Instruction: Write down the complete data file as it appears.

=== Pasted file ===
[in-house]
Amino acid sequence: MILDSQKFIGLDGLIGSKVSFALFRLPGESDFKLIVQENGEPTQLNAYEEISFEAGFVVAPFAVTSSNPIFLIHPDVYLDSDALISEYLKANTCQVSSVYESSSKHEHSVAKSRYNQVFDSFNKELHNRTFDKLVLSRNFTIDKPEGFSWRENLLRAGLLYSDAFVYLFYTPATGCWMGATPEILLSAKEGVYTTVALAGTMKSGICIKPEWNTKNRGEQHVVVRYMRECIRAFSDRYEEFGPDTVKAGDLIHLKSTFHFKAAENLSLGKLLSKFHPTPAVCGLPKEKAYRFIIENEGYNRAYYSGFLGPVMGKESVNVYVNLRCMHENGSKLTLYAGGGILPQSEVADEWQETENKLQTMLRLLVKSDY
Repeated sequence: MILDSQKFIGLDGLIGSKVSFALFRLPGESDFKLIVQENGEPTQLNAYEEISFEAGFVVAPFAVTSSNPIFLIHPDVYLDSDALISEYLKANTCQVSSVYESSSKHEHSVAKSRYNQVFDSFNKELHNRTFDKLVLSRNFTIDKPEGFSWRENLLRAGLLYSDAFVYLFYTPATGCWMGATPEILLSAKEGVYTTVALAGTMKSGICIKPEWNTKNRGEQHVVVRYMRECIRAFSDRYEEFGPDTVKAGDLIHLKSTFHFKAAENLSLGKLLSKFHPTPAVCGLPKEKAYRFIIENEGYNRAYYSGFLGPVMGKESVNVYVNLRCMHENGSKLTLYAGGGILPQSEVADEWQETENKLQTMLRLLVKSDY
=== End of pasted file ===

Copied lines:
[in-house]
Amino acid sequence: MILDSQKFIGLDGLIGSKVSFALFRLPGESDFKLIVQENGEPTQLNAYEEISFEAGFVVAPFAVTSSNPIFLIHPDVYLDSDALISEYLKANTCQVSSVYESSSKHEHSVAKSRYNQVFDSFNKELHNRTFDKLVLSRNFTIDKPEGFSWRENLLRAGLLYSDAFVYLFYTPATGCWMGATPEILLSAKEGVYTTVALAGTMKSGICIKPEWNTKNRGEQHVVVRYMRECIRAFSDRYEEFGPDTVKAGDLIHLKSTFHFKAAENLSLGKLLSKFHPTPAVCGLPKEKAYRFIIENEGYNRAYYSGFLGPVMGKESVNVYVNLRCMHENGSKLTLYAGGGILPQSEVADEWQETENKLQTMLRLLVKSDY
Repeated sequence: MILDSQKFIGLDGLIGSKVSFALFRLPGESDFKLIVQENGEPTQLNAYEEISFEAGFVVAPFAVTSSNPIFLIHPDVYLDSDALISEYLKANTCQVSSVYESSSKHEHSVAKSRYNQVFDSFNKELHNRTFDKLVLSRNFTIDKPEGFSWRENLLRAGLLYSDAFVYLFYTPATGCWMGATPEILLSAKEGVYTTVALAGTMKSGICIKPEWNTKNRGEQHVVVRYMRECIRAFSDRYEEFGPDTVKAGDLIHLKSTFHFKAAENLSLGKLLSKFHPTPAVCGLPKEKAYRFIIENEGYNRAYYSGFLGPVMGKESVNVYVNLRCMHENGSKLTLYAGGGILPQSEVADEWQETENKLQTMLRLLVKSDY